Baby Tristan looks normal but there is a hidden undiagnosed illness

This is an archived article and the information in the article may be outdated. Please look at the time stamp on the story to see when it was last updated.

At first glance beautiful baby Tristan seems healthy as can be until you realize she's hooked up to a lot of medical equipment.

She has to be fed with a G-tube through her stomach.

Dad Caleb and mom Tasha thought they knew what to expect then.

"I noticed that while she was feeding she would latch fine and then she would pull off and she would kind of choke a little. Later that day we noticed her respiratory rate she was breathing really hard," mother, Tasha Caleb, says.

She also had a slight fever, so they rushed to the hospital only to learn Tristan had a life-threatening problem.

"When she swallows it doesn't go down the esophagus. It goes down the airway. She doesn't realize that this is happening. In some ways it's basically like drowning," Caleb says.

It's a form of what's called Dysphagia.

Caleb says they've seen dozens of doctors and even consulted a top specialist in Boston.

"Every doctor that we have met has had different ideas, they're not really on the same page. They just kind of shake their heads because they can't pinpoint what's causing this and they can't tell us what we need to do."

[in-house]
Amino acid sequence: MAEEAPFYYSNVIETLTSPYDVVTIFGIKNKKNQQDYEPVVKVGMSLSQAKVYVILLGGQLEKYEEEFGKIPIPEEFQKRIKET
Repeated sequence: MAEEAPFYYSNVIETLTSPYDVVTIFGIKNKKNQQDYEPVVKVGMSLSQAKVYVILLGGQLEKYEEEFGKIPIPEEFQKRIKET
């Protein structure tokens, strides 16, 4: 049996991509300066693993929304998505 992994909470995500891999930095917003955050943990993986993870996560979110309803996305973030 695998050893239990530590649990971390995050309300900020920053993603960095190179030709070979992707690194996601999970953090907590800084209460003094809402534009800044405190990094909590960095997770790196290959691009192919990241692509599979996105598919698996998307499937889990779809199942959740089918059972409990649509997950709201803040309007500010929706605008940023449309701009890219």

Right now a few days a week she goes to the Children's Center where she gets to drink from an actual bottle with therapist Heather Jarvis.

Jarvis says electrodes are placed on Tristan while she feeds for stimulation.

"Tristan's condition is a little different from other children that have aspiration simple because they don't know what is causing the aspiration. We can't identify why the muscles aren't working the way they're supposed to. She's normal and healthy in every other way."

Her parents life - far from normal as Tasha explains.

Tasha says, "So far I've had to quite a full time job to stay home. No one feels comfortable of babysitting her."

Tristan's condition is normally connected to bigger health issues - but Tasha says doctors can't find a bigger issue here.

"No genetic condition, no motor or muscle condition."

Frustration and fear mounting.  These parents are now asking for help.

"She's going to be crawling soon and she's going to be crawling around but she can't eat or drink. If there are any other people or anyone who is experiencing this what else can we do," Tristan's parents say.

Notice: you are using an outdated browser. Microsoft does not recommend using IE as your default browser. Some features on this website, like video and images, might not work properly. For the best experience, please upgrade your browser.